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An unexpected finding by an international team of scientists based at the University of Manchester and National Institutes of Health has shed new light on how immune cells are programmed to either repair or protect the body. It is hoped that the discovery will inform the development of better treatments for a range of conditions from inflammatory bowel diseases (IBD) to certain cancers.
The research, led by Dr. John Grainger from the Manchester Collaborative Centre for Inflammation Research (MCCIR) and Dr. Yasmine Belkaid from the National Institute of Allergy and Infectious Diseases (NIAID) will be published in the journal Immunity.
Their work focuses on understanding the role of specialized immune cells, known as monocytes, which are constantly being made in the bone marrow and circulated in the bloodstream. These cells are rapidly called to sites of infection and injury and have an amazing ability to change what they do to suit the situation in which they find themselves. This either involves them protecting the body from an attacking infection or acting as a repair agent to aid wound healing. However, when these cells choose the wrong function this can result in severe inflammation leading to conditions such as inflammatory bowel diseases and even cancer.
What scientists haven't been able to do is identify how the cells decide which function to fulfil. It has always been assumed that the programming takes place once the cells arrive at the point of injury or infection but this has not been well investigated.
Using mouse models Grainger and his team looked at how and where monocytes are programmed in response to toxoplasmosis, an infection caused by a common parasite called Toxoplasma gondii. The parasite infects the gut and is most commonly found in undercooked meat. Pregnant women are also advised to avoid cat feces due to the risk of infection.
Grainger, a Wellcome Trust and Royal Society fellow, explains what they found: "Our work shows that very soon after the toxoplasma invades the gut the tissue starts to communicate with other parts of the body to alter the immune system. One particular cell-type in the gut, the dendritic cell, can act as a beacon sending out long-range signals to the bone marrow where monocytes are produced. Cells in the bone marrow then pick up the signal and pre-program monocytes with the appropriate function to either protect or repair. So even before they get to the damaged tissue the monocytes already know what to do. This turns on its head the idea that monocytes are programmed when they get to the infected gut and puts the early signals coming out from the gut at the center of monocyte programming. Your initial gut feeling about the infection is literally telling the rest of the system what to do."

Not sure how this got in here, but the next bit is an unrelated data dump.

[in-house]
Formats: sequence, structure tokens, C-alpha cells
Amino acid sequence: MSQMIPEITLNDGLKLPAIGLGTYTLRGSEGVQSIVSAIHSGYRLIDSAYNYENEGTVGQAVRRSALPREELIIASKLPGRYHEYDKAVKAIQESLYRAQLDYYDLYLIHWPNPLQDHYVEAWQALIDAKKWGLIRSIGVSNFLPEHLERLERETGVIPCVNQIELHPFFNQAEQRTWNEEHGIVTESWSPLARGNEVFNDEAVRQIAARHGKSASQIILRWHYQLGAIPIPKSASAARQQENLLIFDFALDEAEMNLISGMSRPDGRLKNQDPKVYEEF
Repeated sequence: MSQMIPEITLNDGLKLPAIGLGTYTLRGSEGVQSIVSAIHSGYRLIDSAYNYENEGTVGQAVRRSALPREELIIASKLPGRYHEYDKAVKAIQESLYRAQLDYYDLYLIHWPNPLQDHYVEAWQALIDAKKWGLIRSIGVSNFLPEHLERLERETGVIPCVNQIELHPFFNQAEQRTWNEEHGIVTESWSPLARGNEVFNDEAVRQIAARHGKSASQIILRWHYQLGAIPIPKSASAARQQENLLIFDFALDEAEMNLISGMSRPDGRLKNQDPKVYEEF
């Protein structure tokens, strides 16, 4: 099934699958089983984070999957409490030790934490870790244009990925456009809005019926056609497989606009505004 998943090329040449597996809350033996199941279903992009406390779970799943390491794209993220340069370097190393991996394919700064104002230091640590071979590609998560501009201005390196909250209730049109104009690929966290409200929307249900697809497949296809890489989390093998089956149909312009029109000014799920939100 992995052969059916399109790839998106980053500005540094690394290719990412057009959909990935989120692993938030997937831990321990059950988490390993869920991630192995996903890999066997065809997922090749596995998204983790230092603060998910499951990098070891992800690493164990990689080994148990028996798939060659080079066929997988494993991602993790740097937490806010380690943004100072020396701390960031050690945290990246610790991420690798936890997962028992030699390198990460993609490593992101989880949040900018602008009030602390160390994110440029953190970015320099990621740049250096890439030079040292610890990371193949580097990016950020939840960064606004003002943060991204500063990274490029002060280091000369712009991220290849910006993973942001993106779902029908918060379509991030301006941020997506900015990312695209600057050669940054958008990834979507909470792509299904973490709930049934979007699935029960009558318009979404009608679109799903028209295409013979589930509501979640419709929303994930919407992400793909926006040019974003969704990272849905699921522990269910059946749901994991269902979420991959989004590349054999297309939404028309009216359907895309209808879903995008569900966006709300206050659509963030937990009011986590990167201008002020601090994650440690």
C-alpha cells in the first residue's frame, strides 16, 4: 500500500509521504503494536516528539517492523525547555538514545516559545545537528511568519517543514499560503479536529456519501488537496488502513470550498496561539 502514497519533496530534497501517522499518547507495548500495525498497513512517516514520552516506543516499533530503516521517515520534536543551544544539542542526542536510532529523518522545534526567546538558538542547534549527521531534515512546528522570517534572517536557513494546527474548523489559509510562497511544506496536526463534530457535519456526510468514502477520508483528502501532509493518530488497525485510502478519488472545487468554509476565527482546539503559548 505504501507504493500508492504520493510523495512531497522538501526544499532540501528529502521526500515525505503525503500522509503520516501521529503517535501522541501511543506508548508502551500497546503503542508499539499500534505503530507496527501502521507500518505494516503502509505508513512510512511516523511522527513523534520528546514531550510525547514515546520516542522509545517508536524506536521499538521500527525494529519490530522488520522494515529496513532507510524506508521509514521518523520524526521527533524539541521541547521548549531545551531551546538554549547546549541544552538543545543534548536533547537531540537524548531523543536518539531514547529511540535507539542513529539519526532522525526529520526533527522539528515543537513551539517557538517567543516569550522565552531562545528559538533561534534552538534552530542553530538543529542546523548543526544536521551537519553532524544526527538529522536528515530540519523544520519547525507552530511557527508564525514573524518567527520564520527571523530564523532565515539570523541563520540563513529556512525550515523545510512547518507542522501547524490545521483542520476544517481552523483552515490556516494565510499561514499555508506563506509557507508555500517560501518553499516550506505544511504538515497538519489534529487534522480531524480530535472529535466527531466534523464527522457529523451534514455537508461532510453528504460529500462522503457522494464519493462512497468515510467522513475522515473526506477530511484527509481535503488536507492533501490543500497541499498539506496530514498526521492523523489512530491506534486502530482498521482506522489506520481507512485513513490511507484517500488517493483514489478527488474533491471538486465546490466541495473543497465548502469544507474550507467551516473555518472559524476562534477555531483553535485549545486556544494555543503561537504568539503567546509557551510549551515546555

He continues: "We were really surprised by this finding as it went against what we had predicted. Therapeutically this changes how we want to try to re-programme these cells. At the moment a lot of therapies are focused on the site of infection or injury itself but this data suggests that it’s the signals that are being sent out from the gut that are impacting the whole immune system. It might even be possible to develop drugs to target the programming mechanisms within the bone marrow, although at the moment we don't know enough about the bone marrow to do this, which is why our research is so important."
Belkaid adds, "Understanding more about how the bone marrow programmes monocytes is important not only for treating conditions but also preventing them. When monocytes provide the wrong response, this could lead to severe outcomes ranging from inflammatory disorders to tumour development."
On top of uncovering the long-range signaling mechanisms the researchers were astounded by another aspect of the programming which revealed that signals can not only programme the monocytes to protect against the infection, but also to change to a repair function when they come across the commensal bacteria in the gut.
Grainger says, "We were really blown away by the fact that the monocytes could change their function depending on the commensal bacteria in the gut. We’re all becoming increasingly aware of how different types of commensal bacteria can affect our health – what we need to do now is test whether specific species within the whole commensal group are responsible for influencing monocyte function in a particular way."
Grainger and his team are now working with other groups at the University of Manchester to carry out further studies on monocytes, particularly from patients with inflammatory conditions, and are focused on identifying situations where this gut information system may have gone wrong such as in inflammatory bowel diseases.
Source: University of Manchester